As of the publishing of this research guide, the most recent and important conversation about Flannery O'Connor's legacy is in regards to racism. An article published in The New Yorker titled "How Racist Was Flannery O'Connor?" by Paul Elie in June of 2020 made waves on the internet. This article resulted in a multitude of different responses, the most drastic being that a Jesuit university, Loyola University Maryland, changed the name of their "Flannery O'Connor Hall." This decision incited a lot of responses. The most important responses come from Alice Walker, Black writer known for her book The Color Purple, and Angela Alaimo O'Donnell, the author of Radical Ambivalence: Race in Flannery O'Connor. Below, included the article in question, news articles covering the controversy, responses to the controversy, and more.
The Flannery O'Connor Review is a literary publication produced Georgia College. It is published once a year, and it provides great insight onto the current world discussions on Flannery O'Connor. The website linked below provides more information on subscription, submission, awards and fellowships, and their most recent publication.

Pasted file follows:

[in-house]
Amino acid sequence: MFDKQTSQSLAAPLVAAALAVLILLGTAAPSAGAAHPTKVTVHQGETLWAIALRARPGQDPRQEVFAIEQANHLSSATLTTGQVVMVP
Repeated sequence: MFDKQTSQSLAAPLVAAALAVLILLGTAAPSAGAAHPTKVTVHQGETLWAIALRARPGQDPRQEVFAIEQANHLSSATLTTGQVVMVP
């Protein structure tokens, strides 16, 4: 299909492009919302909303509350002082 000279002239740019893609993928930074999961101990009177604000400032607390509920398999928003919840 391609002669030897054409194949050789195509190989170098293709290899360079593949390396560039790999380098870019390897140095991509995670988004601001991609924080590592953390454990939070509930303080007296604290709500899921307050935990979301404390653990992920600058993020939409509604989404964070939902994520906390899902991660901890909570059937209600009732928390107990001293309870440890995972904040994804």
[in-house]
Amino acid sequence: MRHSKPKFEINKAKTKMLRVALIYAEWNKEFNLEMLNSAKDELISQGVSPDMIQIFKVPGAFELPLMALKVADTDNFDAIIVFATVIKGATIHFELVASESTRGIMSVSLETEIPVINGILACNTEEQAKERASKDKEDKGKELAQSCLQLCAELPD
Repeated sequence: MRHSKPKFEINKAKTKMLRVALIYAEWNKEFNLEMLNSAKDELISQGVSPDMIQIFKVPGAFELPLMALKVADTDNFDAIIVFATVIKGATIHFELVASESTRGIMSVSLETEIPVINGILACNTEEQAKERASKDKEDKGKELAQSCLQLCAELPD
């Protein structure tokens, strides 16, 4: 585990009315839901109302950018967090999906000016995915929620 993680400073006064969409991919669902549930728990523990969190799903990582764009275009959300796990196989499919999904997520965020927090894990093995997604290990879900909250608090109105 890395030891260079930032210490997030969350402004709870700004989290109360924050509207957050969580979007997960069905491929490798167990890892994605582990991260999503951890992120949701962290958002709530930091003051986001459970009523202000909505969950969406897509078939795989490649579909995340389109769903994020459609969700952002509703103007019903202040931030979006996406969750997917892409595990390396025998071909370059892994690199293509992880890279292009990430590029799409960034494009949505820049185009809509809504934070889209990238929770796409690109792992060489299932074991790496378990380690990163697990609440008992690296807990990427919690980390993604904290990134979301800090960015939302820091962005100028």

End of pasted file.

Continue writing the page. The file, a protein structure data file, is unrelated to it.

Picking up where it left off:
Another recent interpretation of O'Connor comes from Alice Walker, the author of The Color Purple. Walker references O'Connor in multiple essays, as they are both writers from the South and, coincidentally, were neighbors for a short while. In her essays, Walker confronts her relationship with O'Connor and her work, tackling topics of race, entitlement, writing, the South, and more. I have also included some responses to Walkers essays and words on O'Connor in the links below. Walker's responses to the recent O'Connor controversies surrounding race can be found in the box titled "Flannery O'Connor and Racism."